A team from the human rights body, returning from an investigation into violations in Rwanda, concluded: 'It is scandalous that because of bureaucratic and political delay by governments, the unarmed observer component of the UN peace-keeping operation still is not fully deployed. Monitors alone cannot make the country safe, but their very presence can help build confidence and dissuade further human rights by government forces.
'Many villages in Rwanda are deserted, either because people living there were killed or had fled. The rumours that human rights violations are still taking place are creating a climate of fear that can only be dispelled if the truth is known.'
Some two million people had fled the country over fear of reprisals and arbitrary arrests; most witnesses of mass killings, torture and arrests had either escaped or were to frightened to speak. Amnesty welcomed a UN initiative to send further observers, bringing the total to 26. But it was not nearly enough.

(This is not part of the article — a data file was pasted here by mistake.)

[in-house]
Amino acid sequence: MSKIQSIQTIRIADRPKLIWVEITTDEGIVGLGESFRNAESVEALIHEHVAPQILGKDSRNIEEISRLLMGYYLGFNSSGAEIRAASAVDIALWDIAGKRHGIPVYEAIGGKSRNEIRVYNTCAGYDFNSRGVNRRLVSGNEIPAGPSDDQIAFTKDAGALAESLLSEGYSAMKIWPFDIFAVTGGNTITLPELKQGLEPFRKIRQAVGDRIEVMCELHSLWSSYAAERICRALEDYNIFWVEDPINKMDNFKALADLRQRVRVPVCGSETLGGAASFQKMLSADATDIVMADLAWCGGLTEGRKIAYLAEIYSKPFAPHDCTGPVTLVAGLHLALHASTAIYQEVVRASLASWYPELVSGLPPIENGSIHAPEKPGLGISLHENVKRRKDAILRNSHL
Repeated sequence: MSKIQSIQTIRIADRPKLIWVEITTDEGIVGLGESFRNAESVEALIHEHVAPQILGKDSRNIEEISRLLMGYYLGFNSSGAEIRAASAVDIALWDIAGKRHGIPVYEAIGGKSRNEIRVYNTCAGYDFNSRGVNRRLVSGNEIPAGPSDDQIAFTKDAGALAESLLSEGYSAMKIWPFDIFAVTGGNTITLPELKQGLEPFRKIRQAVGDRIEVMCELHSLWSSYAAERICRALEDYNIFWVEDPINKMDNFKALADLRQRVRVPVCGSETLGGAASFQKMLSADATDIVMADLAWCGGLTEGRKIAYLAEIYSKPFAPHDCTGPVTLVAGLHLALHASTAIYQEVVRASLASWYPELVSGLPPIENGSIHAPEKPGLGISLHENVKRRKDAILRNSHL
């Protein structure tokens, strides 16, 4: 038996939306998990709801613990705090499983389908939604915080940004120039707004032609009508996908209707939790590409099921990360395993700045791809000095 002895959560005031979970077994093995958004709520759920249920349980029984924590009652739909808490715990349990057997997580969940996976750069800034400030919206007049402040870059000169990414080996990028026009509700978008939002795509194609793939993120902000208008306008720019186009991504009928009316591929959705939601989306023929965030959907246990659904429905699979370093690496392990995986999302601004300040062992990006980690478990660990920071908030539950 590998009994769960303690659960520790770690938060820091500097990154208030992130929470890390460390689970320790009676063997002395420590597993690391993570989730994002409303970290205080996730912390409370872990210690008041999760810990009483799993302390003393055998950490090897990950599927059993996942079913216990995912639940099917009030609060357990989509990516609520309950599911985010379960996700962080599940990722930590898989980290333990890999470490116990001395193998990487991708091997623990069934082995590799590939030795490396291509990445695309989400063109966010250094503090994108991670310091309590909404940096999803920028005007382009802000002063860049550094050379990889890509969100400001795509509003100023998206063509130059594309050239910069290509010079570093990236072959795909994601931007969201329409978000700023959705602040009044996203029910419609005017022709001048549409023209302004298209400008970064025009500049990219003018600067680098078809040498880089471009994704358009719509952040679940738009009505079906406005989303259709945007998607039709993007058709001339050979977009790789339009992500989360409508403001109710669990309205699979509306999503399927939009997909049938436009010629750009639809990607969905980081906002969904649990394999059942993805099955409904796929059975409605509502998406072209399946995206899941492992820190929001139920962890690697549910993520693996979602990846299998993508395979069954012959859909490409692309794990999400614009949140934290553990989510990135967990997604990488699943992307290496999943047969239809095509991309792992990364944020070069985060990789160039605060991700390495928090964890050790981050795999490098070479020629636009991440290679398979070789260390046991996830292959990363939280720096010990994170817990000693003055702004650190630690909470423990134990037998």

'You need to have a visible presence in every one of the 70 districts in Rwanda,' said Nick Howen, Amnesty's legal director. 'This is something that must be implemented now. It cannot wait three to four months like other programmes have.'
Aid agencies were making desperate attempts yesterday to persuade Zaire to reconsider plans to close the frontier with Rwanda, halting the flood of Hutu refugees into the town of Bukavu.
The United Nations High Commissioner for Refugees said Rwandan refugees were pouring over the border into Zaire at the rate of 30 a minute and might total 15,000 by the end of the day.
Abou Moussa, the UNHCR emergency co-ordinator, was in constant negotiations with the local governor and with Kinshasa to persuade them closure would be a mistake. He said: 'This was a decision taken unilaterally and without any co-ordination. We are continuing to negotiate and we are continuing to discuss.'